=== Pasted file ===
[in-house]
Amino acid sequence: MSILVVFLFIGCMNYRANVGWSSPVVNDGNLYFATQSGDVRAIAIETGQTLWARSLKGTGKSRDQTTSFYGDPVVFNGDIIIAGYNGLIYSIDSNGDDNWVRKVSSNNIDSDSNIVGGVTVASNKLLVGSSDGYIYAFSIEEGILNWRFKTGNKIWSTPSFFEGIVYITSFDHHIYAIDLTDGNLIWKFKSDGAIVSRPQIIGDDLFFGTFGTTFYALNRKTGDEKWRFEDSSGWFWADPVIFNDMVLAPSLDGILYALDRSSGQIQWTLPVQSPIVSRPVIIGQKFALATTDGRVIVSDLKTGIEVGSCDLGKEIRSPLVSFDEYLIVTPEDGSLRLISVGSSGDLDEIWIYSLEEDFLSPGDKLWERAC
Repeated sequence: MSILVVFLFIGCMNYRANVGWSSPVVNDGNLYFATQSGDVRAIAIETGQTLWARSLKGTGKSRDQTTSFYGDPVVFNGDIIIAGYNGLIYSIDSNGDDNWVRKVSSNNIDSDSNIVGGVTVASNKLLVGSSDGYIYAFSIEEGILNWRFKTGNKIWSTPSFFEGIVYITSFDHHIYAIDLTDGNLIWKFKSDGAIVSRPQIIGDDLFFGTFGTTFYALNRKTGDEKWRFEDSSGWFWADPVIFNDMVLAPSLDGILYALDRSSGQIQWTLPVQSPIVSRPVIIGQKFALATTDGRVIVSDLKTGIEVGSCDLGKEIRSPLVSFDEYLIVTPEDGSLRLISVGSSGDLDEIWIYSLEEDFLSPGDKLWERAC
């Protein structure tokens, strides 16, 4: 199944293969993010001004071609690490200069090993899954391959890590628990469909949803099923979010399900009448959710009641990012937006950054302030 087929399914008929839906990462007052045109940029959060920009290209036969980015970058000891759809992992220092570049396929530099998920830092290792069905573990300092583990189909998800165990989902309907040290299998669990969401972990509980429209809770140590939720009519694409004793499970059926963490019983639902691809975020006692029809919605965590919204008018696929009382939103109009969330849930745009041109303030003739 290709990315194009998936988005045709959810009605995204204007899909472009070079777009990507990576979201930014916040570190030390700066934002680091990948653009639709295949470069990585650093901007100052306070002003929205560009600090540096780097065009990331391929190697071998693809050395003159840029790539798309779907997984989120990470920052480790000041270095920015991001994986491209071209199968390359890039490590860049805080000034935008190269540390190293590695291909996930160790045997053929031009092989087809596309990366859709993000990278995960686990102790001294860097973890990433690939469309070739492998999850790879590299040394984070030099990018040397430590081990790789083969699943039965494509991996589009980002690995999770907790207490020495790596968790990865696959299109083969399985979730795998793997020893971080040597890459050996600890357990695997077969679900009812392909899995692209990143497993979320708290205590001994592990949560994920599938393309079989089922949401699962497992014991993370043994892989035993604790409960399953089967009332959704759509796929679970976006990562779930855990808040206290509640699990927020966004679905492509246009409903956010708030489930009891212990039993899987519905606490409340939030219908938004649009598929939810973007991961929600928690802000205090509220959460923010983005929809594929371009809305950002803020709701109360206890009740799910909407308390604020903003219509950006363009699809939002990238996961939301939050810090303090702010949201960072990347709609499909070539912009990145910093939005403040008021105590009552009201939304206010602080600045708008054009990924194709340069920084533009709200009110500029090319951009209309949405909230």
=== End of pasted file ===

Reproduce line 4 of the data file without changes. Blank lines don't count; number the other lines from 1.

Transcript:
């Protein structure tokens, strides 16, 4: 199944293969993010001004071609690490200069090993899954391959890590628990469909949803099923979010399900009448959710009641990012937006950054302030 087929399914008929839906990462007052045109940029959060920009290209036969980015970058000891759809992992220092570049396929530099998920830092290792069905573990300092583990189909998800165990989902309907040290299998669990969401972990509980429209809770140590939720009519694409004793499970059926963490019983639902691809975020006692029809919605965590919204008018696929009382939103109009969330849930745009041109303030003739 290709990315194009998936988005045709959810009605995204204007899909472009070079777009990507990576979201930014916040570190030390700066934002680091990948653009639709295949470069990585650093901007100052306070002003929205560009600090540096780097065009990331391929190697071998693809050395003159840029790539798309779907997984989120990470920052480790000041270095920015991001994986491209071209199968390359890039490590860049805080000034935008190269540390190293590695291909996930160790045997053929031009092989087809596309990366859709993000990278995960686990102790001294860097973890990433690939469309070739492998999850790879590299040394984070030099990018040397430590081990790789083969699943039965494509991996589009980002690995999770907790207490020495790596968790990865696959299109083969399985979730795998793997020893971080040597890459050996600890357990695997077969679900009812392909899995692209990143497993979320708290205590001994592990949560994920599938393309079989089922949401699962497992014991993370043994892989035993604790409960399953089967009332959704759509796929679970976006990562779930855990808040206290509640699990927020966004679905492509246009409903956010708030489930009891212990039993899987519905606490409340939030219908938004649009598929939810973007991961929600928690802000205090509220959460923010983005929809594929371009809305950002803020709701109360206890009740799910909407308390604020903003219509950006363009699809939002990238996961939301939050810090303090702010949201960072990347709609499909070539912009990145910093939005403040008021105590009552009201939304206010602080600045708008054009990924194709340069920084533009709200009110500029090319951009209309949405909230």